Combining major life events and recurrent hassles in the assessment of stress in Chinese adolescents: Preliminary evidence

Sheung-Tak CHENG, Kin Kit Ben LI

Research output: Contribution to journalArticles

4 Citations (Scopus)

Abstract

Major life events and hassles have been considered 2 distinct constructs in the measurement of stress. Research also shows that chronic events are more impactful than time-limited ones. This study reports a new approach to measuring stress in which major life events are combined with recurrent hassles to form a single index—the Adolescent Stress Index (ASI). High school students (N = 365) in Hong Kong responded twice at a 3-month interval to measures of major life events and hassles, the ASI, and measures of physical and depressive symptoms. Data were analyzed using structural equation modeling. Results showed that the ASI predicted symptoms concurrently and prospectively above and beyond the effects of existing measures of major life events and hassles. The ASI is a viable instrument for documenting the cumulative impact of major and minor events in the lives of adolescents. Copyright © 2010 American Psychological Association.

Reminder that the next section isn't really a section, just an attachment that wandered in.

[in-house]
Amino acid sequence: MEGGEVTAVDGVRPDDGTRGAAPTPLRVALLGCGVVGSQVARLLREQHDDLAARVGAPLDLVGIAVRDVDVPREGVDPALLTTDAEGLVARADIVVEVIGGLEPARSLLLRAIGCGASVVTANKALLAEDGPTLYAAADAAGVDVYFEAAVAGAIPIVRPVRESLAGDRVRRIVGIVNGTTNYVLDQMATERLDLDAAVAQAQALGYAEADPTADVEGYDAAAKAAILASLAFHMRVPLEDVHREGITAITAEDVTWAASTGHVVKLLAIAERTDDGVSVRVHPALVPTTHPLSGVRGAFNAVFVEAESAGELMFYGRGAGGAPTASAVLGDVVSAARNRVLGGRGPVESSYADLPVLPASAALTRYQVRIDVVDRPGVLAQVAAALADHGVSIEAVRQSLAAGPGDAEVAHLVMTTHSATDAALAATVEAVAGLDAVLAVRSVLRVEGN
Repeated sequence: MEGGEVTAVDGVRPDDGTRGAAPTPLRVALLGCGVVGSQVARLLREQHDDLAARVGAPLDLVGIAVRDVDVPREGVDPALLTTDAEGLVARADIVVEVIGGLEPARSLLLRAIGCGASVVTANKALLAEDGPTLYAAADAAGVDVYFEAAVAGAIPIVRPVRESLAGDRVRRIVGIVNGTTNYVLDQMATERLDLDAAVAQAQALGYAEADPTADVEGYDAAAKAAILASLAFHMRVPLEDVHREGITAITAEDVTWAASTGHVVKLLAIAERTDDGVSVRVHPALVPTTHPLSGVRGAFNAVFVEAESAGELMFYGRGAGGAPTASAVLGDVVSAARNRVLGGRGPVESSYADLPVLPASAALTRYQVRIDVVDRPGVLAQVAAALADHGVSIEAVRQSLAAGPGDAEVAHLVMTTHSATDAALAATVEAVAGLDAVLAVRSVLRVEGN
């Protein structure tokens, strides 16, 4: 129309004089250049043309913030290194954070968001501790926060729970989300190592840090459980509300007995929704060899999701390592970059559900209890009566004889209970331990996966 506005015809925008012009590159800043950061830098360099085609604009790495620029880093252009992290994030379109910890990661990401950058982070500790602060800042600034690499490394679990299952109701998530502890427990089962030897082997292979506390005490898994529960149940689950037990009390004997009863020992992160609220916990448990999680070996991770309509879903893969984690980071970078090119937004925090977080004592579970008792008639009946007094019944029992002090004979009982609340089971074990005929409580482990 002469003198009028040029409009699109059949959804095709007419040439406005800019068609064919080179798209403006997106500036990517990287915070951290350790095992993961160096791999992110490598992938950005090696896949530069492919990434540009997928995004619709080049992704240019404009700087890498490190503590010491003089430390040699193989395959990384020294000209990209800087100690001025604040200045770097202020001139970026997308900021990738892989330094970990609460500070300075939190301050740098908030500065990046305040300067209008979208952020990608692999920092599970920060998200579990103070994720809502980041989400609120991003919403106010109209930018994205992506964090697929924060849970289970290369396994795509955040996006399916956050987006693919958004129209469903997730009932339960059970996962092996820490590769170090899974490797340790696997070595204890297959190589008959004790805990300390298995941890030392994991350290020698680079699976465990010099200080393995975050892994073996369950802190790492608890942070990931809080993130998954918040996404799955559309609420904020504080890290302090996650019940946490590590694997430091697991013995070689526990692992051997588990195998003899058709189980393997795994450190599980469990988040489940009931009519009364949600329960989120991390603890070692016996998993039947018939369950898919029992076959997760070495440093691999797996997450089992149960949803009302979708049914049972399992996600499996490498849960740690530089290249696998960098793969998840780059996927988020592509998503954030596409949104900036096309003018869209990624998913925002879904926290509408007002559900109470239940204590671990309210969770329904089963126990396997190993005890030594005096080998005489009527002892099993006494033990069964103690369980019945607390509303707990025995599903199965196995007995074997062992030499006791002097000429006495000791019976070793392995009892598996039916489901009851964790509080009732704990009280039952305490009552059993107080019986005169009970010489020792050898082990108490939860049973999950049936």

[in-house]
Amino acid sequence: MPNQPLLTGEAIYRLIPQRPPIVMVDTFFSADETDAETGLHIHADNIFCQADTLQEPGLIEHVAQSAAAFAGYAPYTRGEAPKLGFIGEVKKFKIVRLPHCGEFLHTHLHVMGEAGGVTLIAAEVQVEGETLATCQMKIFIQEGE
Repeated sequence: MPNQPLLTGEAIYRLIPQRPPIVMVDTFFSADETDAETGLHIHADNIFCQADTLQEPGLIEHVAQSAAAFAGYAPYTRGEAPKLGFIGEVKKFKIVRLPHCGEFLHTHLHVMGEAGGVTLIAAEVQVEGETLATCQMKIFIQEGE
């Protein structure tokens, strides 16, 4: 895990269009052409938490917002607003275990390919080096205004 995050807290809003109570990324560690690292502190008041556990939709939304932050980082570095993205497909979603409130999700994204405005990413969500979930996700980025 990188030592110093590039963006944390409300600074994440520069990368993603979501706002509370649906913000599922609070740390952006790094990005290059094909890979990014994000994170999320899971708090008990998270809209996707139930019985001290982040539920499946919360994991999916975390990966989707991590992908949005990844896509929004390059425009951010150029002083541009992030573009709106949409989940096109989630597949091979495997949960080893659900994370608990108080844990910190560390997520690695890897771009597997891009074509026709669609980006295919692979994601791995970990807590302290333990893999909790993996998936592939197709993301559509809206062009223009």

Original languageEnglish
Pages (from-to)532-538
JournalPsychological Assessment
Volume22
Issue number3
DOIs
Publication statusPublished - Sep 2010

Citation

Cheng, S.-T., & Li, K.-K. (2010). Combining major life events and recurrent hassles in the assessment of stress in Chinese adolescents: Preliminary evidence. Psychological Assessment, 22(3), 532-538.

Keywords

  • Life events
  • Hassles
  • Adolescents
  • Chinese
  • Stress
  • Assessment

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